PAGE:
Artificial Optical Radiation Policy

Updated on 27 May 2011

The University has a duty to to identify and assess sources of artificial radiation that may present a hazard to staff. This policy details what procedures are in place to protect staff.

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Policy statement

The University of Dundee recognises its legal responsibilities under the Control of Artificial Optical Radiation at Work Regulations (AORWR) 2010, to identify and assess sources of artificial radiation that may present a hazard to staff and put procedures in place to ensure as far as is reasonably practicable the health and safety of these staff members.


Artificial Optical Radiation (AOR) includes light emitted from all artificial sources i.e. light in all its forms including ultraviolet, infrared and laser beams, but excluding sunlight. In certain applications, this type of radiation has the potential to cause harm to an individual.


Deans/Directors are responsible for identifying all sources of harmful AOR within their area and ensuring that control measures are put in place to reduce the risk of harm to workers to as low as reasonably practicable.

The University Radiation Protection Adviser can advise on the identification and risk assessment of sources of harmful AOR.


Safe light sources

The majority of light sources are safe, such as those described in Appendix 1. If you only have these sources or similar, your workers are not at risk and you don’t need to do anything further.

However when making this decision, it is also worth considering the following points to satisfy yourself that all workers are protected:

  • If you have workers whose health is at particular risk, (e.g. those with pre-existing medical conditions made worse by light)
  • If workers use any chemicals, (e.g. skin creams) which could react with light to make any health effects worse
  • If you have workers who are exposed to multiple sources of light at the same time
  • If exposure to bright light could present unrelated risks, (e.g. temporary blindness could lead to mistakes being made in hazardous tasks)

Hazardous light sources

Some sources of light can cause a risk of ill health, such as burns or reddening (erythema) of the skin or surface of the eye (photokeratitis); burns to the retina of the eye; so-called blue-light damage to the eye (photoretinitis) and, damage to the lens of the eye that may bring about the early onset of cataract. Examples are listed in Appendix 2.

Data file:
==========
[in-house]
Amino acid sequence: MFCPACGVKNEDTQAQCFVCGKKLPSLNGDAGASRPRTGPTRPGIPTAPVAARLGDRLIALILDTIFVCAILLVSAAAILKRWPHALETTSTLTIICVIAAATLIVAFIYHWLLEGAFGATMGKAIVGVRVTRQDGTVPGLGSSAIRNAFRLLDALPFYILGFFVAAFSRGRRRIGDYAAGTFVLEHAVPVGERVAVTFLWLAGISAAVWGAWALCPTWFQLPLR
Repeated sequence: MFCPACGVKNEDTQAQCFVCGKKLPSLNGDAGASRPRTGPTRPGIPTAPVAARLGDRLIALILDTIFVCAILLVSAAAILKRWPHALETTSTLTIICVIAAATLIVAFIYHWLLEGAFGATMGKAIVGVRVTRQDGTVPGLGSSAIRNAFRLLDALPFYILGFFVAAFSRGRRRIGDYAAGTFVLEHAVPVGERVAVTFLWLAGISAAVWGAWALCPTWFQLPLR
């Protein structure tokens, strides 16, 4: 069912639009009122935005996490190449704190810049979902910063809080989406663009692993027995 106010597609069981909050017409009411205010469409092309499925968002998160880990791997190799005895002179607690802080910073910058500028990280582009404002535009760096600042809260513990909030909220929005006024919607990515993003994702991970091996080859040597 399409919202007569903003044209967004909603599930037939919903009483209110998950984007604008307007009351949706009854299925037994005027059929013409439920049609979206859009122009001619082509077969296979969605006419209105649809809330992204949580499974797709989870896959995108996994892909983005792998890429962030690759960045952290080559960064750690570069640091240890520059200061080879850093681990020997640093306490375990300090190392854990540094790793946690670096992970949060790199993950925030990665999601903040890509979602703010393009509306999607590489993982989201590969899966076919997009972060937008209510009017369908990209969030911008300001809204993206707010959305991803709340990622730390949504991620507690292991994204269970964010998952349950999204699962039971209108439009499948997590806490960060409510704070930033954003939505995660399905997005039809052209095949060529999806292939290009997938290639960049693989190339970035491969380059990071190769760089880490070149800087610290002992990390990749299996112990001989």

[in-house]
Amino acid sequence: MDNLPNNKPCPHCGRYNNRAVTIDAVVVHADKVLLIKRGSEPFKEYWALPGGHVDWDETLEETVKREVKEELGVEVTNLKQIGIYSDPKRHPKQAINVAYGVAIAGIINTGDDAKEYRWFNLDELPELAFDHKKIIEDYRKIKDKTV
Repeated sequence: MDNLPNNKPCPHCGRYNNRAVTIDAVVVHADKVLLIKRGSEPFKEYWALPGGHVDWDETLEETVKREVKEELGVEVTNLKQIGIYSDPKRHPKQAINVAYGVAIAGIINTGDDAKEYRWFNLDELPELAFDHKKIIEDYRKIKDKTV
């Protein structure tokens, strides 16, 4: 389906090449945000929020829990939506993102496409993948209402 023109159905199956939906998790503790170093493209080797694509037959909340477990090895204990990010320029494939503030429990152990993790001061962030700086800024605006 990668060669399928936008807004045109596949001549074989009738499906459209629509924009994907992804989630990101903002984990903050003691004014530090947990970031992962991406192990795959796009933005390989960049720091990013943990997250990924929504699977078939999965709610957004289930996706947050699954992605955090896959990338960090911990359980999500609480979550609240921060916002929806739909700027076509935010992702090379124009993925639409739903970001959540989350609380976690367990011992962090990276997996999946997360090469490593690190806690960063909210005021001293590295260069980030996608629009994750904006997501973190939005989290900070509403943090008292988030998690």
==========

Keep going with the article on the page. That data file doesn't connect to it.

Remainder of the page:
Control measures

If you use hazardous sources of light, you must put in place control measures to reduce the risk of harm to the eyes and skin of your workers, to as low as is reasonably practicable. In most cases, these control measures should already be in place within the University but it is advisable to ensure that as a minimum the following measures are addressed.

  • Use an alternative, safer light source that can achieve the same result
  • Use filters, screens, remote viewing, curtains, safety interlocks, clamping of work pieces, dedicated rooms, remote controls and time delays
  • Train workers in best-practice and give them appropriate information
  • Organise the work to reduce exposure to workers and restrict access to hazardous areas
  • Use personal protective equipment, e.g. clothing, goggles or face shields
  • Use relevant safety signs

If the above points have been addressed, and risk assessments completed for the activities, the vast majority of areas within the University will be able to satisfy themselves that no further controls are needed.

If after this process you still suspect that workers may be at risk, a more detailed risk assessment will be required. This should only apply in a very small minority of cases. If you would like assistance with completing a risk assessment please contact your local Safety Representative or the University Radiation Protection Adviser.

Appendix 1 - Safe light sources